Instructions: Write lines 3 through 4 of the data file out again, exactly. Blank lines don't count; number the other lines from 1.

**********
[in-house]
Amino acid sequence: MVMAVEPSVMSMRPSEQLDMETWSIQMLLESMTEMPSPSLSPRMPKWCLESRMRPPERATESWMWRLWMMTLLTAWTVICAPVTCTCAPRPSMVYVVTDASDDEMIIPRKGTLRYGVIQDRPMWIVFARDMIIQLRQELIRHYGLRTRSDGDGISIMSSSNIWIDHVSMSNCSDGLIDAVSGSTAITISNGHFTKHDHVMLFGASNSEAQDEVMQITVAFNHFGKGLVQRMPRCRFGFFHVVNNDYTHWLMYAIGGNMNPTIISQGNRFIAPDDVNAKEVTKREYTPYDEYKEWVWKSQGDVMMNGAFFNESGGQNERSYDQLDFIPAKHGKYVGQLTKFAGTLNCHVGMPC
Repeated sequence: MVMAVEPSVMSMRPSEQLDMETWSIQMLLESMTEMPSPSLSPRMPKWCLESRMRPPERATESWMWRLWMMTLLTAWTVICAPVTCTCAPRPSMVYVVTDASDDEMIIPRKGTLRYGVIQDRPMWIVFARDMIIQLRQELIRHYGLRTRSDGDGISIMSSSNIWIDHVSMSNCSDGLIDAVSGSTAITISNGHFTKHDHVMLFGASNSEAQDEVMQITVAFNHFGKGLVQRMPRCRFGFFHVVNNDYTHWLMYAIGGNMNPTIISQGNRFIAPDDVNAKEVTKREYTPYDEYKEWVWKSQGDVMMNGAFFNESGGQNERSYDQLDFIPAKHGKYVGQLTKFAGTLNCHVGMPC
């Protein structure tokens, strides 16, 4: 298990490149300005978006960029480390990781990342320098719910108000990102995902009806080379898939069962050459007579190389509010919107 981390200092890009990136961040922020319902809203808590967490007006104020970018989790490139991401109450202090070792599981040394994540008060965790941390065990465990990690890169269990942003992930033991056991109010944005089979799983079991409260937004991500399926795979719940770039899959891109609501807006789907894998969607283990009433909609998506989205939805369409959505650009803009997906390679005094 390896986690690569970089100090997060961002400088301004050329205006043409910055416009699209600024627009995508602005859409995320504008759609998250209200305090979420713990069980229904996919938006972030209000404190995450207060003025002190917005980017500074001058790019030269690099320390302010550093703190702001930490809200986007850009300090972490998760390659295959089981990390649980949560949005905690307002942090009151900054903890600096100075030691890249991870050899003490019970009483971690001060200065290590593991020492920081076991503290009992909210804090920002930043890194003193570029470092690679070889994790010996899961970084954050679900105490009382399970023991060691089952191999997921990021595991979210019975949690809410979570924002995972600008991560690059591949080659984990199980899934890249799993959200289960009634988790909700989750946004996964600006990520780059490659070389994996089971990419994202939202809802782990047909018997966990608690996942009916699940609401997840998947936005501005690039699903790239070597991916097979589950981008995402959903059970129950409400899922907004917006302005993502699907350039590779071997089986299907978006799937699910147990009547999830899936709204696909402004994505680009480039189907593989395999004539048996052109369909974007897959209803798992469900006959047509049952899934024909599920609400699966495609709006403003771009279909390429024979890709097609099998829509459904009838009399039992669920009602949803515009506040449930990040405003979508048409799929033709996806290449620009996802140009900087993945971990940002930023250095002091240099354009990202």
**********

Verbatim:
Repeated sequence: MVMAVEPSVMSMRPSEQLDMETWSIQMLLESMTEMPSPSLSPRMPKWCLESRMRPPERATESWMWRLWMMTLLTAWTVICAPVTCTCAPRPSMVYVVTDASDDEMIIPRKGTLRYGVIQDRPMWIVFARDMIIQLRQELIRHYGLRTRSDGDGISIMSSSNIWIDHVSMSNCSDGLIDAVSGSTAITISNGHFTKHDHVMLFGASNSEAQDEVMQITVAFNHFGKGLVQRMPRCRFGFFHVVNNDYTHWLMYAIGGNMNPTIISQGNRFIAPDDVNAKEVTKREYTPYDEYKEWVWKSQGDVMMNGAFFNESGGQNERSYDQLDFIPAKHGKYVGQLTKFAGTLNCHVGMPC
């Protein structure tokens, strides 16, 4: 298990490149300005978006960029480390990781990342320098719910108000990102995902009806080379898939069962050459007579190389509010919107 981390200092890009990136961040922020319902809203808590967490007006104020970018989790490139991401109450202090070792599981040394994540008060965790941390065990465990990690890169269990942003992930033991056991109010944005089979799983079991409260937004991500399926795979719940770039899959891109609501807006789907894998969607283990009433909609998506989205939805369409959505650009803009997906390679005094 390896986690690569970089100090997060961002400088301004050329205006043409910055416009699209600024627009995508602005859409995320504008759609998250209200305090979420713990069980229904996919938006972030209000404190995450207060003025002190917005980017500074001058790019030269690099320390302010550093703190702001930490809200986007850009300090972490998760390659295959089981990390649980949560949005905690307002942090009151900054903890600096100075030691890249991870050899003490019970009483971690001060200065290590593991020492920081076991503290009992909210804090920002930043890194003193570029470092690679070889994790010996899961970084954050679900105490009382399970023991060691089952191999997921990021595991979210019975949690809410979570924002995972600008991560690059591949080659984990199980899934890249799993959200289960009634988790909700989750946004996964600006990520780059490659070389994996089971990419994202939202809802782990047909018997966990608690996942009916699940609401997840998947936005501005690039699903790239070597991916097979589950981008995402959903059970129950409400899922907004917006302005993502699907350039590779071997089986299907978006799937699910147990009547999830899936709204696909402004994505680009480039189907593989395999004539048996052109369909974007897959209803798992469900006959047509049952899934024909599920609400699966495609709006403003771009279909390429024979890709097609099998829509459904009838009399039992669920009602949803515009506040449930990040405003979508048409799929033709996806290449620009996802140009900087993945971990940002930023250095002091240099354009990202």